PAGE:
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18

This is a bit messy to get the final result because you have multiple SCHEMA_VER for each date. Before I demonstrate how to do this with dynamic SQL, I'll first show how to do it with static code to get the logic correct. In order to get the final result you can utilize both pivot and unpivot. But first, I'd change your original query to use the following: ...


13

That is just documented behavior. I don't think anyone messed with the settings. See data type precedence on MSDN. As noted in the comments the empty string gets converted to 0 in any numeric type and to 1900-01-01 00:00:00.000 when converted to a date. EDIT: I think your real problem is that your design is so that you have to join on fields of a ...


9

Should be something like this: DELETE A FROM table_example1 AS A INNER JOIN table_example2 AS B ON A.COLUMN1 =B.COLUMN1 AND A.COLUMN2 = B.COLUMN2 WHERE COLUMN_DATETIME > @Period; Alternatively: DELETE FROM A FROM dbo.table_example1 AS A WHERE EXISTS ( SELECT * FROM dbo.table_example2 AS B WHERE B.COLUMN1 = ...


7

An alternative solution that avoids the IN and the grouping in Aaron's answer: DECLARE @SelectedLanguageId integer = 48; SELECT SC.Id, SC.StringKeyId, Result = CASE -- No localization available WHEN LST.StringTranslationId IS NULL THEN SK.Name ELSE ( -- ...


6

This will not be fast (this took over a minute to produce 0 results in my local copy of AdventureWorks). DECLARE @SpecificWord NVARCHAR(32); SET @SpecificWord = N'donut'; DECLARE @sql NVARCHAR(MAX); SET @sql = N'SELECT NULL,NULL WHERE 1 = 0'; SET @SpecificWord = N'%' + @SpecificWord + N'%'; SELECT @sql += N' UNION ALL SELECT ''' + QUOTENAME(s.name) + ...


6

The NTILE function breaks an input set down into N equal sized groups. To determine how many rows belong in each group, SQL Server must first determine the total number of rows in the input set. If the NTILE function includes a PARTITION BY clause, SQL Server must compute the number of rows in each partition separately. Once we know the number of rows ...


6

It means the number of columns you select in the top query must be the same as the number of columns in the second. If you don't have the same number, you can work around it. Below I can add a NULL to the second query because it's missing a third column. SELECT col1,col2,col3 FROM t1 UNION ALL SELECT col1,col2, NULL FROM t2


5

If you have a table where the relationship between the numbers and letters is stored, it's rather trivial. If you haven't you can simply add it - every time you run the query - as a CTE or derived table: SELECT COALESCE(test.a, test.b, test.c, test.d) AS test, map.letter FROM test LEFT JOIN ( VALUES (1, 'e'), (7, ...


5

If you just want to Truncate and reload data, then faffing around with indexes is not necessarily useful. If you're inserting data in Clustered Index order i.e. in CONCEPT_CD ASC order, then there's no real advantage to dropping the Clustered Index. It'll be far more pain rebuilding it at the end on 3 billion rows than it would inserting the data in your ...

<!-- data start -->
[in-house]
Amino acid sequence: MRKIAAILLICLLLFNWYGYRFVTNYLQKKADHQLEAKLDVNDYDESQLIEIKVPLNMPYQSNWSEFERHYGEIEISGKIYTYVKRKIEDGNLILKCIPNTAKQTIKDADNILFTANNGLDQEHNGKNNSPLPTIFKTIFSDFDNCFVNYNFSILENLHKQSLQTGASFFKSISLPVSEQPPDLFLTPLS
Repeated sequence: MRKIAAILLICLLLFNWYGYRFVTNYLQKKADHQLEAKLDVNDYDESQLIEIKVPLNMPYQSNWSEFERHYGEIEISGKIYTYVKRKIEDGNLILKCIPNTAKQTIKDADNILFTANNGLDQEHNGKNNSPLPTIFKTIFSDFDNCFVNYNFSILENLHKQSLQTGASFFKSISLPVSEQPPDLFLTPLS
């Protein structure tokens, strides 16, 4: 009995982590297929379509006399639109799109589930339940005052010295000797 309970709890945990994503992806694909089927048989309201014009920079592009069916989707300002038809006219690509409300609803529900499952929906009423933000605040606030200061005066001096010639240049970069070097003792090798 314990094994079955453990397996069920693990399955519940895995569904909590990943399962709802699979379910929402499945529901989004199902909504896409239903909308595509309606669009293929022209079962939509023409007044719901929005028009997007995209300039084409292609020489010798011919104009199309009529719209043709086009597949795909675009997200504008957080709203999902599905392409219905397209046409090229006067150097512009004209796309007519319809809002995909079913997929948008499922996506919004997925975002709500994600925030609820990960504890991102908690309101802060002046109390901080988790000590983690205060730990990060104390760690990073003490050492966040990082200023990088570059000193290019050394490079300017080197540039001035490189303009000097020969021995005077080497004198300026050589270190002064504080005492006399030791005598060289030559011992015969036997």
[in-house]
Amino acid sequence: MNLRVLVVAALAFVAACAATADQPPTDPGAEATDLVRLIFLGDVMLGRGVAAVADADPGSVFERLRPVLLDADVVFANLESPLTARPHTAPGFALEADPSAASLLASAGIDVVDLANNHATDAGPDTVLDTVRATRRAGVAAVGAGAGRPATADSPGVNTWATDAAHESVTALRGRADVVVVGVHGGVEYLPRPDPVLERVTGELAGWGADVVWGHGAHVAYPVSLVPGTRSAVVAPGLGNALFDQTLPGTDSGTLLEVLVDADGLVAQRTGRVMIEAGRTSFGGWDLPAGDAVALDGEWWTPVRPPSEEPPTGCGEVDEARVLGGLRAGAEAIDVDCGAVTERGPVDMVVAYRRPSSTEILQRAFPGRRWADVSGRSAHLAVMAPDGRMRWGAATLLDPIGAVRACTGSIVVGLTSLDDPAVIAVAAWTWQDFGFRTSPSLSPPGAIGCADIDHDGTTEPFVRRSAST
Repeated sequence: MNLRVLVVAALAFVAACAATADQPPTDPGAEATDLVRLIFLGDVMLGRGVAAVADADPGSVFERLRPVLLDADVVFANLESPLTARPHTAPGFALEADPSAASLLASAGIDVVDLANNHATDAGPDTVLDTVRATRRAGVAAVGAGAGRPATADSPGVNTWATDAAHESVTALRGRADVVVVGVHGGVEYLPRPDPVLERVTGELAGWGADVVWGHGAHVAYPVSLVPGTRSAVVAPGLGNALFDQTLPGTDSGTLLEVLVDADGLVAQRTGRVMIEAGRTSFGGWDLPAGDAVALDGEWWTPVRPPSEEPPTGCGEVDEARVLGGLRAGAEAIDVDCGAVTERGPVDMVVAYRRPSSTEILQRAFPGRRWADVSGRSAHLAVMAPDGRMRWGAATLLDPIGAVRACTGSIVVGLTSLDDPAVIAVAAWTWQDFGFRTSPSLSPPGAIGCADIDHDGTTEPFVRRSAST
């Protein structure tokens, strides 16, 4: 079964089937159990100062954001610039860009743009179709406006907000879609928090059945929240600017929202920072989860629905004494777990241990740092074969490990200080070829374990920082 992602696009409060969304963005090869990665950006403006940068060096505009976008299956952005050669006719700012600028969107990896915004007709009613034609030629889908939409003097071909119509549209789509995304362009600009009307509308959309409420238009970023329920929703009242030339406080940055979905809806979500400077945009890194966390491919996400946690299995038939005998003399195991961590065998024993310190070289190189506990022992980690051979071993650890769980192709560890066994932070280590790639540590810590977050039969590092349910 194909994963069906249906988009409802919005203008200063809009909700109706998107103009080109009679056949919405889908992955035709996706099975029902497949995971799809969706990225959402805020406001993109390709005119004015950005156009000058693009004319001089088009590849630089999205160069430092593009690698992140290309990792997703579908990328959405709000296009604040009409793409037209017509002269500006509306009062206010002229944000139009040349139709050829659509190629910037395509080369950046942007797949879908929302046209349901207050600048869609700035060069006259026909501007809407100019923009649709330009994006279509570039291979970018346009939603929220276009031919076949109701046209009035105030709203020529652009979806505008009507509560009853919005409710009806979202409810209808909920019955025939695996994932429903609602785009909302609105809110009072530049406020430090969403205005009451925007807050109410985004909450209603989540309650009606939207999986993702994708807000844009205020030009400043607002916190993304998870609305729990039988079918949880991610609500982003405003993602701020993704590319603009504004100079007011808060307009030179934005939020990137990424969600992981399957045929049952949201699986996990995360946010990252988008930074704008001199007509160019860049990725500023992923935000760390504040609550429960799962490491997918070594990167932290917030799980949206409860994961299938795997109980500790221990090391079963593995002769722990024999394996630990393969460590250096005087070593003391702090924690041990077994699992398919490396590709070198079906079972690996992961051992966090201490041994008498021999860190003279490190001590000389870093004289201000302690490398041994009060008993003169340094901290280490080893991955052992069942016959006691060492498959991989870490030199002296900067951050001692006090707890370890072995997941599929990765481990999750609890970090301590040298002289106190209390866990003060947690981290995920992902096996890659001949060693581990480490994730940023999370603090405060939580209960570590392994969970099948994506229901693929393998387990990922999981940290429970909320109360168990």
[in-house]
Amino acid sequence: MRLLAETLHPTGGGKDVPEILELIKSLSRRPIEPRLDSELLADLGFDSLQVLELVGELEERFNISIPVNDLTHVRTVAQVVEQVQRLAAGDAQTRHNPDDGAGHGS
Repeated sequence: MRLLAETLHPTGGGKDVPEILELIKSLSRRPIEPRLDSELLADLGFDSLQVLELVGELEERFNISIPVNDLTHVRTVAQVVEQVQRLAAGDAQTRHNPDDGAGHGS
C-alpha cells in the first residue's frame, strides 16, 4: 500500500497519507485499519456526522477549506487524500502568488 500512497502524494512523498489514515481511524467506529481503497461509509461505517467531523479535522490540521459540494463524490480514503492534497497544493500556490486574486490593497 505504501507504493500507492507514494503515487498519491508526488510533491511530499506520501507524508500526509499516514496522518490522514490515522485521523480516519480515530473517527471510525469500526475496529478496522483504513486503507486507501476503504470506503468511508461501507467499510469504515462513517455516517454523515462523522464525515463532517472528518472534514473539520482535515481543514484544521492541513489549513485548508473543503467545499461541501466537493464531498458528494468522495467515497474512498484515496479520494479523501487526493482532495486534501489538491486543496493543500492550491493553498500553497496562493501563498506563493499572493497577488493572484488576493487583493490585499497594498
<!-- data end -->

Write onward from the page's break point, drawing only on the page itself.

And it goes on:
4

No, absolutely impossible. Each sqlcmd invocation is a different session and transaction cannot span sessions. Your use of a transaction on the script that invokes the sqlcmd is completely useless, it has nothing to do with the scripts being run.


4

Adding explanation and a fiddle: http://sqlfiddle.com/#!6/c92b2/5. The query bellow: 1. uses a subquery to select the min and max versions by date (min and max are applied to integers to guarantee that for instance 6 < 16) 2. Then Selects the year (to group later), Date (to order) and the min - max versions SELECT LEFT(UPG_DATE, 4) AS Year , ...


3

You can convert your string to XML and use a cast as xs:int ? to check if the value is an integer or not. declare @T table(C varchar(100)); insert into @T(C) values ('Widget (1234)'), ('Different Widget (123)'), ('Many Widgets (2x) (4567)'); select T.C, T2.X.value('(for $n in X return $n/text()[1] cast as xs:int ?)[1]', 'int') as Value from @T as T ...


3

If the data you need is always at the end of the string, would something like this work? declare @test varchar(200); set @test= 'Many Widgets (2x) (4567)'; select substring(@test, (len(@test) - charindex('(',reverse(@test))) + 2, charindex('(',reverse(@test)) - 2 ); We can reverse the string, find the ...


3

You should really consider fixing this data before it gets into your tables, because working around bad data is cumbersome. DECLARE @x TABLE(col VARCHAR(15)); INSERT @x(col) VALUES ('00000000014545p'),('00000000012645n'), ('00000000012345p'),('000000004512345'); ;WITH x AS ( SELECT col, switch = CASE WHEN RIGHT(col,1) NOT LIKE '[0-9]' THEN 1 END FROM ...


3